Weather

The Smartphone Poem
The Smartphone Poem My new phone is "smart." I guess that I'm not. Amazing what all this here smart phone has got. TV and Weather and Internet, too. There's just no limits to what it can do. Check my blood pressure and my temperature Without even probing all my apertures. I now know the time in Paris or Greece. I can track the migration of thousands of geese Or find Chinese food; it's here on this map. Oops, my finger just slipped, now where was that at? A camera...a CAMERA! Now I can take shots Of everyone I know (who'd rather I not). Push this here button and take me a "selfie." (If it had a nose would this thing take a "smellfie"?) Email to pester with, video to shoot, Maps to drive 'round with, wow that's a hoot! A compass to guide me home if I'm lost. Thank God work paid for this thing (what it COSTS!). The things that it does would amaze Mr. Bell. What he would have thought of it, no one can tell, But one question's still stuck in my middle-aged craw. Despite all the gizmos that strike me with awe, They're fun and they're useful and "techy" and all ...But how do I just simply make a phone call?
How to Predict the Weather
How to Predict the Weather Fall was upon a remote reservation when the Native American tribe asked their new Chief what the coming winter was going to be like. The modern-day Chief had never been taught the secrets of the ancients. When he looked at the sky he couldn't tell what the winter was going to be like. Better safe than sorry, he said to himself and told his tribe that the winter was indeed expected to be cold and that the members of the village should stock up on firewood to be prepared. After several days, our modern Chief got an idea. He went to the phone booth, called the National Weather Service and asked, "Is the coming winter going to be cold?" "It looks like this winter is going to be quite cold," the meteorologist at the weather service responded. So the Chief went back to his people and told them to collect even more firewood in order to be prepared. A week later he called the National Weather Service again. "Does it still look like it is going to be a very cold winter?" "Yes," the man at National Weather Service again replied, "It's going to be a very cold winter." The Chief again went back to his people and ordered them to collect every scrap of firewood they could find. Two weeks later, the Chief called the National Weather Service again. "Are you absolutely sure that the winter is going to be very cold?" "Absolutely," the man replied. "It's looking more and more like it is going to be one of the coldest winters ever." "How can you be so sure?" the Chief asked. The weatherman replied, "the Native Americans are collecting firewood like crazy."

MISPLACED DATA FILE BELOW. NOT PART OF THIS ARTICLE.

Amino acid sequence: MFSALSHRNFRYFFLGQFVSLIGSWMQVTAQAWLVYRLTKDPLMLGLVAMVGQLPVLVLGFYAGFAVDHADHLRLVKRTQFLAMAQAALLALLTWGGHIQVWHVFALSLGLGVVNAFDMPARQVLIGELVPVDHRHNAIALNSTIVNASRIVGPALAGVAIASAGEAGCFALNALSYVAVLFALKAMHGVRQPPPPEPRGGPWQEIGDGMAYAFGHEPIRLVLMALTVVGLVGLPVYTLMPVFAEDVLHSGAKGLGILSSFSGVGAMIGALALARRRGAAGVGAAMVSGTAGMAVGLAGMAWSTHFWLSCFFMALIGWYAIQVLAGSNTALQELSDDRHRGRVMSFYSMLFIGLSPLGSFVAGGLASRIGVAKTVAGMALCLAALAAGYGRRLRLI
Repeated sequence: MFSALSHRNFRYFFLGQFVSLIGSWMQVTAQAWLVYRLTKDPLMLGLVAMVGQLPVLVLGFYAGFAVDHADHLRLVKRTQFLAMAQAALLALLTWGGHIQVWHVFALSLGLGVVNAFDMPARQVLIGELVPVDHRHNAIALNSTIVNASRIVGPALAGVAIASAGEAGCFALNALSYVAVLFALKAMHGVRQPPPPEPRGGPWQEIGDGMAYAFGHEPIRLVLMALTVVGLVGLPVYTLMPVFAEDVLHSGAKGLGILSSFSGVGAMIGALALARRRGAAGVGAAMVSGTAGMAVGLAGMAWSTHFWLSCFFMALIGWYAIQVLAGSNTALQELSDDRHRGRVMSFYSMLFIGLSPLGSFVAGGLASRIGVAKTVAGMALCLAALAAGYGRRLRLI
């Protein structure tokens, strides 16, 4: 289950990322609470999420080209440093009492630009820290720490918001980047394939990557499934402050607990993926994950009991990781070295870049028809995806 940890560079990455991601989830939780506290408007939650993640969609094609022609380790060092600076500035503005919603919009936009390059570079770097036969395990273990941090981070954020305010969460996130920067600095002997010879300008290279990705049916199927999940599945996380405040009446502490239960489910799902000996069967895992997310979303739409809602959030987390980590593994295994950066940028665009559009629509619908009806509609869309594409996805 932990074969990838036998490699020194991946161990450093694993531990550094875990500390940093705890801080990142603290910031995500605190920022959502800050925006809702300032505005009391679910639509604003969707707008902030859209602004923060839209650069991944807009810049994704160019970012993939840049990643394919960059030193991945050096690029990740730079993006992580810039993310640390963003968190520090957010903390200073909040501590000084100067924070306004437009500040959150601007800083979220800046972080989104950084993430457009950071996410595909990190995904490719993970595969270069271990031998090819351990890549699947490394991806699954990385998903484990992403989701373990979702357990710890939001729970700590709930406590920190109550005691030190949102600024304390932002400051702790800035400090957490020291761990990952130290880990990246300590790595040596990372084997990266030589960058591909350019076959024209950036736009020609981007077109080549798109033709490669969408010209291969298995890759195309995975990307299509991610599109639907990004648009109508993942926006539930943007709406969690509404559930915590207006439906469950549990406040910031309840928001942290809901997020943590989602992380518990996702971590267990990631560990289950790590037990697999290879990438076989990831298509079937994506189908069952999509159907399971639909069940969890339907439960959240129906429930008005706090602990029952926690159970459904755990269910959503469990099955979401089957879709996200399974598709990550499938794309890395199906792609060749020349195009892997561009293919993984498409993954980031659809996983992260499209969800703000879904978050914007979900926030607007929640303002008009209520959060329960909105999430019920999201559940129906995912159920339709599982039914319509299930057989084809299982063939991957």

The King, the Weather and the Donkey
The King, the Weather and the Donkey Once upon a time, there was a king who wanted to go fishing. He called the royal weather forecaster and inquired about the weather forecast for the next few hours. The weatherman assured him that there was no chance of rain in the coming days. So the king went fishing with his wife, the queen. On the way he met a farmer on his donkey. Upon seeing the king the farmer said, "Your Majesty, you should return to the palace at once because in just a short time I expect a huge amount of rain to fall in this area". The king was polite and considerate, he replied: "I hold the palace meteorologist in high regard. He is an extensively educated and experienced professional, and I pay him very high wages. He gave me a very different forecast. I trust him and I will continue on my way." So they did. However, a short time later a torrential rain fell from the sky. The King and Queen were totally soaked and their entourage chuckled upon seeing them in such a shameful condition. Furious, the king returned to the palace and gave the order to fire the weatherman at once! Then he summoned the farmer and offered him the prestigious and high paying role of royal forecaster. The farmer said, "Your Majesty, I do not know anything about forecasting. I obtain my information from my donkey. If I see my donkey's ears drooping, it means with certainty that it will rain." So instead, the King hired the donkey on the spot. And thus began the ancient-old practice of hiring asses to work in the government and occupy its highest and most influential positions.